Other people’s reactions

Your partner
Children
Family, friends and colleagues
Worried about other people’s reactions


Your partner

Your partner is likely to feel upset because of the distress you have gone through, as well as for the loss of your baby. Both of you may be grieving over the loss of the future and of the happiness your baby was going to bring. You may be able to support each other very well and even feel closer as a result.

But grief can put a strain on even the closest relationships. Just when you need each other most, it may be difficult to say or do the right things.

Men sometimes say that their feelings, as the bereaved father, can be forgotten. In the weeks that follow miscarriage, attention is usually focused on the mother, ignoring the fact that her partner too has suffered a loss.

This can be just as true if you are in a same-sex relationship, though men in particular sometimes find that they are expected to be strong and supportive.  If they focus on ‘being strong’, they can end up feeling lonely and isolated. Some hide their feelings so well that they seem not to care at all.

You or they might find it helpful to read our leaflet Partners Too (which includes same-sex partners) and/or Men and miscarriage.

Some couples don’t share the same feelings about a miscarriage. If you are much more upset than your partner, he or she may struggle to understand why you aren’t getting ‘back to normal’. This can lead to tension and rows at what is already a difficult time.

Perhaps your partner is unsympathetic or relieved about the loss; or you don’t have a partner. If your relationship broke down, perhaps because of the pregnancy or the miscarriage, this might feel like a double loss.

These situations can leave you feeling very lonely and you may need additional support from people close to you or the Miscarriage Association.


Children

If you already have children when you miscarry, it can be very hard knowing what, if anything, to tell them. Often parents realise children have picked up on their feelings but don’t know how to handle the situation.

Should you be honest? What if they’re upset? How do you find the right words? Will they understand? Trying to answer a child’s questions about why you are crying, or why the new baby won’t be coming after all can feel like an impossible task.

If you don’t have children, you may still have a similar dilemma with the children of close family and friends, or if you work with children.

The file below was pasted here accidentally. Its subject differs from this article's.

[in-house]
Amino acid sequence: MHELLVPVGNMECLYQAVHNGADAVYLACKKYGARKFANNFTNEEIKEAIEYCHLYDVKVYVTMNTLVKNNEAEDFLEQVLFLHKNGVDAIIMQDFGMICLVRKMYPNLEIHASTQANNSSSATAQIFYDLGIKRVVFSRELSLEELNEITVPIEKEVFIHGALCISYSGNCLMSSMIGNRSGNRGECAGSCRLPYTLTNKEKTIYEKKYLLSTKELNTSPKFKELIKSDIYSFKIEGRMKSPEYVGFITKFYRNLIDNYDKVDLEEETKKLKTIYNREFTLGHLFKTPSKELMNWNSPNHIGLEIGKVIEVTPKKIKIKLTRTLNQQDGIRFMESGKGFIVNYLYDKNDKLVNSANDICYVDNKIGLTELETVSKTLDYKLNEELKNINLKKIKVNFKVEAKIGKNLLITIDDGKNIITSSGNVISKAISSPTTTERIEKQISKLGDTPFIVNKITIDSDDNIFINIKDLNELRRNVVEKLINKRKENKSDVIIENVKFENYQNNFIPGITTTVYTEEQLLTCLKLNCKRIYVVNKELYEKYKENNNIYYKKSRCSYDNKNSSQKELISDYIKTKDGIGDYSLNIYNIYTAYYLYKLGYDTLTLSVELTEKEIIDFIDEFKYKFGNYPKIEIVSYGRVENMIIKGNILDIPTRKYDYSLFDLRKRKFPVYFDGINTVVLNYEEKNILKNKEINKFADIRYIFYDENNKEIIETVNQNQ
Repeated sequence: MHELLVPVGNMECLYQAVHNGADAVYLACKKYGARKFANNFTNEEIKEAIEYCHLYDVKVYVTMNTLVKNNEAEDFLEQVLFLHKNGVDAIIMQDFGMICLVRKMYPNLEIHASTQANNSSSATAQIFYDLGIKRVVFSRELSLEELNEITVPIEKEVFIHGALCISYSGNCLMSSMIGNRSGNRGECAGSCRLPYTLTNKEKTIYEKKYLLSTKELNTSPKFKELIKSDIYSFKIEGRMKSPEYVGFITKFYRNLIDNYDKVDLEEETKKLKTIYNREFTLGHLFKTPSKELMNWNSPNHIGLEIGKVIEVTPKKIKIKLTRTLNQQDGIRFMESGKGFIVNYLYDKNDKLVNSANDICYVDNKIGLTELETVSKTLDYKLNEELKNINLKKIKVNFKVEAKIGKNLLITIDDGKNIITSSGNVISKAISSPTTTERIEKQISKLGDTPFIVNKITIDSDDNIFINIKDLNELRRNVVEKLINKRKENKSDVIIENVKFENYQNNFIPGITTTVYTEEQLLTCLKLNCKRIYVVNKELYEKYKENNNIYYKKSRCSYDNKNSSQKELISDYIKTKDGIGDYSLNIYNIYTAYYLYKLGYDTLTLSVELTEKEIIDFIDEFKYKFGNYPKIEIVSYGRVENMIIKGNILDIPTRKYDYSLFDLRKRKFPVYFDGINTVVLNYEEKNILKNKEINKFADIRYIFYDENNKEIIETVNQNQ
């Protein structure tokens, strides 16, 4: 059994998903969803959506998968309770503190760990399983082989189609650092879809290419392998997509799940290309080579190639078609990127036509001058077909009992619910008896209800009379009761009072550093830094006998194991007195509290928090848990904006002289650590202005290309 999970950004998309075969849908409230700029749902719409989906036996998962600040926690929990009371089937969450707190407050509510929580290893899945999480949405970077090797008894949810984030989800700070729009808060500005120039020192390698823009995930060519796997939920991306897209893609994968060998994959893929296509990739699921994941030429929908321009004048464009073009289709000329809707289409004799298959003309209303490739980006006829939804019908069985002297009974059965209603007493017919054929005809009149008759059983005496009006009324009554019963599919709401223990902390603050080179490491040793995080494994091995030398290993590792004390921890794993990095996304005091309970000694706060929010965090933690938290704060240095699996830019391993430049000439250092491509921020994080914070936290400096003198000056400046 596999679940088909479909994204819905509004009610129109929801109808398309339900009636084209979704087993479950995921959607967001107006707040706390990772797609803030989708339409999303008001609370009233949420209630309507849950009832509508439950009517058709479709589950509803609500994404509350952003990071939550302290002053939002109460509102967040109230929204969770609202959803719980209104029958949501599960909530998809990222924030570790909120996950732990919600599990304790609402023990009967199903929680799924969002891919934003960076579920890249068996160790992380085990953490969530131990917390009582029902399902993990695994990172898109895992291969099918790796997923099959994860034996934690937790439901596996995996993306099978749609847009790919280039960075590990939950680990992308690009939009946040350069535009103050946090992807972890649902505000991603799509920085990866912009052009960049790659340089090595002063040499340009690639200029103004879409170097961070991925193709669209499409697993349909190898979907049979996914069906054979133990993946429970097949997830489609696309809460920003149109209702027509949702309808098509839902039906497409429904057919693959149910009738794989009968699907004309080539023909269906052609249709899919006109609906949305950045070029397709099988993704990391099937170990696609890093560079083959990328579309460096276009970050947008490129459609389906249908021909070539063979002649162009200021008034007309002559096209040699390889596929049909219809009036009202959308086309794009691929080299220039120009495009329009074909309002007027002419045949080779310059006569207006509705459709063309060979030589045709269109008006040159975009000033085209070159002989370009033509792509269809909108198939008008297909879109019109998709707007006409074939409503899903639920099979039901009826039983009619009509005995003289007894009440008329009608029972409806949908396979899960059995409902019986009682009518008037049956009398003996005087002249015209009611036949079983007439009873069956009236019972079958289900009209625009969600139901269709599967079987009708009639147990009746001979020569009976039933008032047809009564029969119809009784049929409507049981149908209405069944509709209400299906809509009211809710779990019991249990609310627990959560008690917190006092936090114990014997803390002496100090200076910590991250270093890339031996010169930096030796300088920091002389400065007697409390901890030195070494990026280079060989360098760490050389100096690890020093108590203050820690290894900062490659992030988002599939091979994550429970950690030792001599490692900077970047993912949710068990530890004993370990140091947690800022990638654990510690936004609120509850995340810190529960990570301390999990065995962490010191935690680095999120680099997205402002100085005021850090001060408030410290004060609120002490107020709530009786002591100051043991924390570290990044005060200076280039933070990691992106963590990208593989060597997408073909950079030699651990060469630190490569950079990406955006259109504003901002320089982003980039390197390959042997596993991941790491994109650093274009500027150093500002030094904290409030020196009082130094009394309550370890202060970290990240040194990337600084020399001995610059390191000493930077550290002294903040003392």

There are no rules about whether or not to talk to children about miscarriage or what to say if you do, but we have two resources that you might find helpful.  Our leaflet Talking to children about pregnancy loss aims to help you decide the best way to handle pregnancy loss with children. Goodbye Baby, by M.A. member Gillian Griffiths, is a beautifully written and illustrated book for reading with children [1].


Family, friends and colleagues

Many people find other people’s sadness hard to cope with and talk about.

Your parents and your partner’s parents may be mourning the loss of their grandchild and worrying about you at the same time. They may not know what to say or do – and end up saying the wrong things even though they mean well.  They may have mixed feelings if someone else in the family is pregnant or has a new baby.

Some people will avoid talking about your miscarriage at all. They may worry about reminding you of your loss when you’re trying to get over it. Or they may just feel very uncomfortable – just as people sometimes do in any other bereavement.

Some people may try to cheer you up in the hope that you will get back to normal more quickly. They may reassure you with stories of others who had several miscarriages and then had a baby; or if you have a child or children, they might suggest that you should be grateful for this. (You might be – but that doesn’t necessarily make you feel any better.)

Our leaflet Someone you know may be useful reading for them.

Sadly, some people – even some who care for you very deeply – will just not understand what your loss means to you.  Take time, if you can, to talk to them and explain your feelings about your miscarriage. The section Talking about miscarriage might help.

Some might view your miscarriage as a ‘good’ outcome. They might think that a young person, or someone with several children, is better off having a miscarriage than having a baby. They might think that an older mum should have expected something to go wrong.  Some might expect you to feel relieved.  These reactions can be hurtful.

But you may be fortunate to know or find people who  – sometimes quite unexpectedly – turn out to be totally understanding and very supportive.

Do remember that you can always find support at the Miscarriage Association. Our staff, volunteers and online forum members are all people who will help you through.


Worried about other people’s reactions

If it was very early in your pregnancy or you were worried about other people’s reactions then you may not have told anyone about your pregnancy or your miscarriage.

It can be hard to talk about miscarriage if people around you did not know you were pregnant.

These situations can also leave you feeling very lonely. You might find it helpful to have a look at our article on talking about miscarriage.

[1] Goodbye Baby, written by Gillian Griffiths and illustrated by Lyndsay MacLeod. Saint Andrew Press, 2010.